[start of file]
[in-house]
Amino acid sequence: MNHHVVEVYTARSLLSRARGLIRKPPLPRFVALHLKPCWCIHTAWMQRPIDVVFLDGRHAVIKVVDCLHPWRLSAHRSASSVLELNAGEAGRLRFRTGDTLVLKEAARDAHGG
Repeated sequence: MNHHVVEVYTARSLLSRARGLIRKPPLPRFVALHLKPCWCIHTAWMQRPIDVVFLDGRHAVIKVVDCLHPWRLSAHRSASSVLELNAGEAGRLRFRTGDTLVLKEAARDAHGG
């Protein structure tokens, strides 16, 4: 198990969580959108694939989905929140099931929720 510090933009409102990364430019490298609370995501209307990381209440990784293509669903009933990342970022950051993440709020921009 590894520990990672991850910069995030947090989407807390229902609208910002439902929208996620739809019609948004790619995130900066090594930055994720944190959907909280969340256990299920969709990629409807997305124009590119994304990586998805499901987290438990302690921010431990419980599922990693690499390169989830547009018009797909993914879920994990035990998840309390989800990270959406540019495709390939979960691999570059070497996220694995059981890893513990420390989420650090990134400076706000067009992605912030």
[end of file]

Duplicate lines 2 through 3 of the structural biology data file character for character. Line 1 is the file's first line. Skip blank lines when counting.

Amino acid sequence: MNHHVVEVYTARSLLSRARGLIRKPPLPRFVALHLKPCWCIHTAWMQRPIDVVFLDGRHAVIKVVDCLHPWRLSAHRSASSVLELNAGEAGRLRFRTGDTLVLKEAARDAHGG
Repeated sequence: MNHHVVEVYTARSLLSRARGLIRKPPLPRFVALHLKPCWCIHTAWMQRPIDVVFLDGRHAVIKVVDCLHPWRLSAHRSASSVLELNAGEAGRLRFRTGDTLVLKEAARDAHGG